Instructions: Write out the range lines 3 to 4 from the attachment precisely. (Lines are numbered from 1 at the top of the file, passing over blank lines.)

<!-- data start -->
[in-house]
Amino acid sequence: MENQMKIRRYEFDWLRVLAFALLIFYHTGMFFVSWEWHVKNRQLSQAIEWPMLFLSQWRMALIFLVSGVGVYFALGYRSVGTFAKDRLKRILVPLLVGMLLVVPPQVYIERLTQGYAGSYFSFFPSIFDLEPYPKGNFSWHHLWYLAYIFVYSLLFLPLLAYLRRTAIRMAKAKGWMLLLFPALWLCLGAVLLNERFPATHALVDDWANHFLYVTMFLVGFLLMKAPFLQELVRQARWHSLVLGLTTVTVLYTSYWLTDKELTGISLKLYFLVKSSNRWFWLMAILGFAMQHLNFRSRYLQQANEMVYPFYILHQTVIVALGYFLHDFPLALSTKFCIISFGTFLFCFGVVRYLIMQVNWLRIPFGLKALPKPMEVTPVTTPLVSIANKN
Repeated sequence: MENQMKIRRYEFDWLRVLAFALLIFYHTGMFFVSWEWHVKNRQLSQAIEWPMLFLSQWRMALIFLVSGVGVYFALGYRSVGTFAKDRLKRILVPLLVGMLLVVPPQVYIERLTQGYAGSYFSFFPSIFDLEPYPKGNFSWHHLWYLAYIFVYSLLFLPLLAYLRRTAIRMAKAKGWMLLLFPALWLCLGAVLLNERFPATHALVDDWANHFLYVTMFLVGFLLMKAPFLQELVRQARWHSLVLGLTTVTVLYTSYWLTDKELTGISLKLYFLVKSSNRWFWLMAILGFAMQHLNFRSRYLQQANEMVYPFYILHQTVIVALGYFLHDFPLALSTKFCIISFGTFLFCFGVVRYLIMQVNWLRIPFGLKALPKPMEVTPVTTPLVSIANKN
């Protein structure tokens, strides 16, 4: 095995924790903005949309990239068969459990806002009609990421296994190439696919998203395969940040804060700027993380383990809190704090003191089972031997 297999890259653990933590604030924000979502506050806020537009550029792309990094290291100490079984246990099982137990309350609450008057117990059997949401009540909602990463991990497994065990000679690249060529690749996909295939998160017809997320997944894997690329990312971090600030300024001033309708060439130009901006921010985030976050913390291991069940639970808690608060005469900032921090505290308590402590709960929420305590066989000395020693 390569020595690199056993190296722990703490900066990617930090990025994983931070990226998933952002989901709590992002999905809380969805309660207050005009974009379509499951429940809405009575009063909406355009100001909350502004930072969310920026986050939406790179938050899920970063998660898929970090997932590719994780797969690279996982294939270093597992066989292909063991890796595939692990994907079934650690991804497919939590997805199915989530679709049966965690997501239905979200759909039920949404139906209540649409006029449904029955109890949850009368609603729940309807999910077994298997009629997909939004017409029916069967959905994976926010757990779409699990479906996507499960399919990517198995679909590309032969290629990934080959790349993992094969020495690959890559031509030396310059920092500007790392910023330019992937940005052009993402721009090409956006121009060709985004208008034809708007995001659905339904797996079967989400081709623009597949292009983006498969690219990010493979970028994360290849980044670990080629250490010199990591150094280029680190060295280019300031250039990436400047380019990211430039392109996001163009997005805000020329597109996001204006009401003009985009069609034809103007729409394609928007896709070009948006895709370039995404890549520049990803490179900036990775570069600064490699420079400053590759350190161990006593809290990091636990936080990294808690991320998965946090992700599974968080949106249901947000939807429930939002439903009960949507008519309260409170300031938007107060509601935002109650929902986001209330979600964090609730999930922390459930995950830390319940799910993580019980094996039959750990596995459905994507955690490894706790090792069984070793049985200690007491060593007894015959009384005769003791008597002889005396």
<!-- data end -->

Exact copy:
Repeated sequence: MENQMKIRRYEFDWLRVLAFALLIFYHTGMFFVSWEWHVKNRQLSQAIEWPMLFLSQWRMALIFLVSGVGVYFALGYRSVGTFAKDRLKRILVPLLVGMLLVVPPQVYIERLTQGYAGSYFSFFPSIFDLEPYPKGNFSWHHLWYLAYIFVYSLLFLPLLAYLRRTAIRMAKAKGWMLLLFPALWLCLGAVLLNERFPATHALVDDWANHFLYVTMFLVGFLLMKAPFLQELVRQARWHSLVLGLTTVTVLYTSYWLTDKELTGISLKLYFLVKSSNRWFWLMAILGFAMQHLNFRSRYLQQANEMVYPFYILHQTVIVALGYFLHDFPLALSTKFCIISFGTFLFCFGVVRYLIMQVNWLRIPFGLKALPKPMEVTPVTTPLVSIANKN
């Protein structure tokens, strides 16, 4: 095995924790903005949309990239068969459990806002009609990421296994190439696919998203395969940040804060700027993380383990809190704090003191089972031997 297999890259653990933590604030924000979502506050806020537009550029792309990094290291100490079984246990099982137990309350609450008057117990059997949401009540909602990463991990497994065990000679690249060529690749996909295939998160017809997320997944894997690329990312971090600030300024001033309708060439130009901006921010985030976050913390291991069940639970808690608060005469900032921090505290308590402590709960929420305590066989000395020693 390569020595690199056993190296722990703490900066990617930090990025994983931070990226998933952002989901709590992002999905809380969805309660207050005009974009379509499951429940809405009575009063909406355009100001909350502004930072969310920026986050939406790179938050899920970063998660898929970090997932590719994780797969690279996982294939270093597992066989292909063991890796595939692990994907079934650690991804497919939590997805199915989530679709049966965690997501239905979200759909039920949404139906209540649409006029449904029955109890949850009368609603729940309807999910077994298997009629997909939004017409029916069967959905994976926010757990779409699990479906996507499960399919990517198995679909590309032969290629990934080959790349993992094969020495690959890559031509030396310059920092500007790392910023330019992937940005052009993402721009090409956006121009060709985004208008034809708007995001659905339904797996079967989400081709623009597949292009983006498969690219990010493979970028994360290849980044670990080629250490010199990591150094280029680190060295280019300031250039990436400047380019990211430039392109996001163009997005805000020329597109996001204006009401003009985009069609034809103007729409394609928007896709070009948006895709370039995404890549520049990803490179900036990775570069600064490699420079400053590759350190161990006593809290990091636990936080990294808690991320998965946090992700599974968080949106249901947000939807429930939002439903009960949507008519309260409170300031938007107060509601935002109650929902986001209330979600964090609730999930922390459930995950830390319940799910993580019980094996039959750990596995459905994507955690490894706790090792069984070793049985200690007491060593007894015959009384005769003791008597002889005396």